First Nations AFL king Eddie Betts fought back tears in an emotional interview responding to the racism scandal surrounding his former teammate Taylor Walker.
Former Adelaide captain Walker was overheard by a Crows employee using anti-Indigenous racial slurs while talking about fellow footballer Robbie Young at a SANFL match on July 17, and was subsequently slapped with a six-match suspension and $20,000 fine.
Walker then released an awkward apology video, which was slammed by First Nations journalist (and our collective husband) Tony Armstrong for centring white guilt and using Young as emotional support, when he should have been the victim in this situation.
Eddie Betts, who who left the Adelaide Crows to rejoin Carlton at the end of the 2019 season, spoke about Walker’s racism in an emotional and powerful live interview with AFL 360 on Tuesday evening, saying that this shit happens again and again, and wider (read: whiter) Australia needs to step up to stamp out racism in our communities.
"There is no room for racism in Australia."
Eddie Betts speaks after Taylor Walker incident.
— Fox Footy (@FOXFOOTY) August 10, 2021
“It just keeps happening, I’m sick of it,” he said.
“We need to start having those conversations … the only way we are going to move together as one is if we start educating ourselves.”
He went on to point out that he has experienced racism his whole life, as recently as last week even, and that despite his constant talks about racism, it just never seems to change.
“I was on this show last year pouring my heart out, begging, hoping Australia would listen,” he said.
“We as Aboriginal people and Torres Strait Islander people are sick of fighting, because it just keeps happening, happening, happening and happening and I’m tired.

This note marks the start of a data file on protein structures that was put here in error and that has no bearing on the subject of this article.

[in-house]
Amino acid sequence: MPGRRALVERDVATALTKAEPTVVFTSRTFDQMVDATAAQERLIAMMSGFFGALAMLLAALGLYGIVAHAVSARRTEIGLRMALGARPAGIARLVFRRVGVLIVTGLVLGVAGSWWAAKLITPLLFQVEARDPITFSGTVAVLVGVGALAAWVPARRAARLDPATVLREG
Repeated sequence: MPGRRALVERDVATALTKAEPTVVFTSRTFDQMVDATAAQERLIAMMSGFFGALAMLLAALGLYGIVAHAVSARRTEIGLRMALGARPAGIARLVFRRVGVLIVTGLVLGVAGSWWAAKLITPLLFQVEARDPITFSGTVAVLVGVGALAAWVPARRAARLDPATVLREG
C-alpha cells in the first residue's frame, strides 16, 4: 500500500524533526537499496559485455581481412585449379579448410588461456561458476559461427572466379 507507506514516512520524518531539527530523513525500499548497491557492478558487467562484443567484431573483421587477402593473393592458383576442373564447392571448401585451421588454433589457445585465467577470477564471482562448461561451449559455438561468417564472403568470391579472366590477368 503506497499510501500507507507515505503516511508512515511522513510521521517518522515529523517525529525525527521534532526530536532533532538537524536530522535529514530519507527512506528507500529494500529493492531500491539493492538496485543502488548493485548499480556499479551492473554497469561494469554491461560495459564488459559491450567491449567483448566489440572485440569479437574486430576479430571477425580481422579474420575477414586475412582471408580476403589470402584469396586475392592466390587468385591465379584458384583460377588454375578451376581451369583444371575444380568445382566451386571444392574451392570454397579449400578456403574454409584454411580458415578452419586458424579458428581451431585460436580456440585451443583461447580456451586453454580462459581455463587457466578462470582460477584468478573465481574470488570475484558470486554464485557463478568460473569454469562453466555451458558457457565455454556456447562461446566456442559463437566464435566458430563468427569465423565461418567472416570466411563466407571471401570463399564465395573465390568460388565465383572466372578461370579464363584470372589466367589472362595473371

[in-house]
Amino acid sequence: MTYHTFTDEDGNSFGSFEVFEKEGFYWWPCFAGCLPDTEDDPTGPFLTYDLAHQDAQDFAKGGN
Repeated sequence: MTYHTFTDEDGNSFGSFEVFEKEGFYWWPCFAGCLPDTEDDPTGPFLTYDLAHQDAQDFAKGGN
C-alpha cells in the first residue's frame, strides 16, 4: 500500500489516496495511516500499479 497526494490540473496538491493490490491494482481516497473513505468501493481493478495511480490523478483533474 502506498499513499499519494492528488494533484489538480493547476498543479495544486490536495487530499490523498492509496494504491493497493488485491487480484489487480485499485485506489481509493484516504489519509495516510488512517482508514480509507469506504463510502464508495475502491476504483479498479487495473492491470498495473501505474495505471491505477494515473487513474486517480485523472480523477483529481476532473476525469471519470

“It’s getting to me, it really is,” Betts said, fighting tears.
That was tough watching Eddie Betts then. Probably at the point where he shouldn’t have be wheeled out each time this happens to do this again. He’s literally saying he can’t keep doing it. Time for the same anger from the rest of the group
— Chris Williams (@chris_willo) August 10, 2021
But despite the hopelessness constant racism can inspire, Betts said he would keep fighting “no matter what”.
“I will fight for my people and I will fight for the next generation of young Aboriginal kids that come in to play AFL footy to make this a safe space for us to come and enjoy the game that we love,” he said.
“I don’t know how many times though that I’ve got to front up to talk about.
“We need the rest of Australia to stand up, to fight, to stamp it out.
“You hear me speak about it year after year after year and nothing is going to change, so it’s up to you guys to make change,” he said.
“Start those conversations at home, start it with your friends, your family, call out racism when you see it, because there’s no room for racism in Australia.”
Sick of talking about this stuff. https://t.co/ztQhtKDzaZ
— Tony Armstrong (@Tonaaayy_) August 9, 2021
His powerful call out comes just hours after Armstrong’s comments on how disheartening stories like Walker’s are, saying: “It just makes us think that this [racism] is rife. If this is the one that was caught, you think about all the ones that happen when you’re not there.”
And he’s right. Fighting racism is hard enough as it is, and knowing that people you spent time with or even considered friends are being racist when you aren’t around causes a new kind of emotional exhaustion.
Reckon I've seen three times as many of these comments as those giving a rat's arse how Robbie Young, Eddie Betts or any Indigenous player Walker has effectively shat all over feel. FMD. Anyone who reckons this country doesn't have a MAJOR issue with racism is kidding themselves. pic.twitter.com/EO0awsG4sB
— Rohan Connolly (@rohan_connolly) August 10, 2021
We live on stolen land, in colonies that were built on genocide — racism is an endemic part of Australian society, and it shouldn’t be up to marginalised groups to fight it alone, or worse: to comfort those that do them wrong. How absurd.
I hope Eddie Betts’ words are taken seriously — but like he said, he’s done this same speech again and again over the years, with no changes. Until people actually choose to listen, it seems these words are falling on deaf ears.